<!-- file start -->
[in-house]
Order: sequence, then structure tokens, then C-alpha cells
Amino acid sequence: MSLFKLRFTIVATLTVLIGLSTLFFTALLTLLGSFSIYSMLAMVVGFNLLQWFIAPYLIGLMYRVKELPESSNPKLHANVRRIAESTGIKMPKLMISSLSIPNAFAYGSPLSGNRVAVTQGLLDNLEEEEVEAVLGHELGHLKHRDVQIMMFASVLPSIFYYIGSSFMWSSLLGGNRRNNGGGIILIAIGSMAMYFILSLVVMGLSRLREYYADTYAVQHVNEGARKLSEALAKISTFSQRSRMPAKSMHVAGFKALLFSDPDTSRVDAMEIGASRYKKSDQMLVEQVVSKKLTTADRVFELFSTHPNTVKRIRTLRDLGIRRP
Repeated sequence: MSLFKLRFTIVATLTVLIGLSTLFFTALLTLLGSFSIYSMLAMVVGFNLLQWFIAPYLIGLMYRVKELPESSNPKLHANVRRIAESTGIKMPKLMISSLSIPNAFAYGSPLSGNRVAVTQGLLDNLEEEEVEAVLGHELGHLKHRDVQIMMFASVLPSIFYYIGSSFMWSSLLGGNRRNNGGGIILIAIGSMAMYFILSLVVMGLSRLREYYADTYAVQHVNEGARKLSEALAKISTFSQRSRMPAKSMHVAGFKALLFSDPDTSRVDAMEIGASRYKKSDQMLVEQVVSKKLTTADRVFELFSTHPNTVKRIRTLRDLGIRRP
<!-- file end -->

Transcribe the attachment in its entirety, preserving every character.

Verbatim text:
[in-house]
Order: sequence, then structure tokens, then C-alpha cells
Amino acid sequence: MSLFKLRFTIVATLTVLIGLSTLFFTALLTLLGSFSIYSMLAMVVGFNLLQWFIAPYLIGLMYRVKELPESSNPKLHANVRRIAESTGIKMPKLMISSLSIPNAFAYGSPLSGNRVAVTQGLLDNLEEEEVEAVLGHELGHLKHRDVQIMMFASVLPSIFYYIGSSFMWSSLLGGNRRNNGGGIILIAIGSMAMYFILSLVVMGLSRLREYYADTYAVQHVNEGARKLSEALAKISTFSQRSRMPAKSMHVAGFKALLFSDPDTSRVDAMEIGASRYKKSDQMLVEQVVSKKLTTADRVFELFSTHPNTVKRIRTLRDLGIRRP
Repeated sequence: MSLFKLRFTIVATLTVLIGLSTLFFTALLTLLGSFSIYSMLAMVVGFNLLQWFIAPYLIGLMYRVKELPESSNPKLHANVRRIAESTGIKMPKLMISSLSIPNAFAYGSPLSGNRVAVTQGLLDNLEEEEVEAVLGHELGHLKHRDVQIMMFASVLPSIFYYIGSSFMWSSLLGGNRRNNGGGIILIAIGSMAMYFILSLVVMGLSRLREYYADTYAVQHVNEGARKLSEALAKISTFSQRSRMPAKSMHVAGFKALLFSDPDTSRVDAMEIGASRYKKSDQMLVEQVVSKKLTTADRVFELFSTHPNTVKRIRTLRDLGIRRP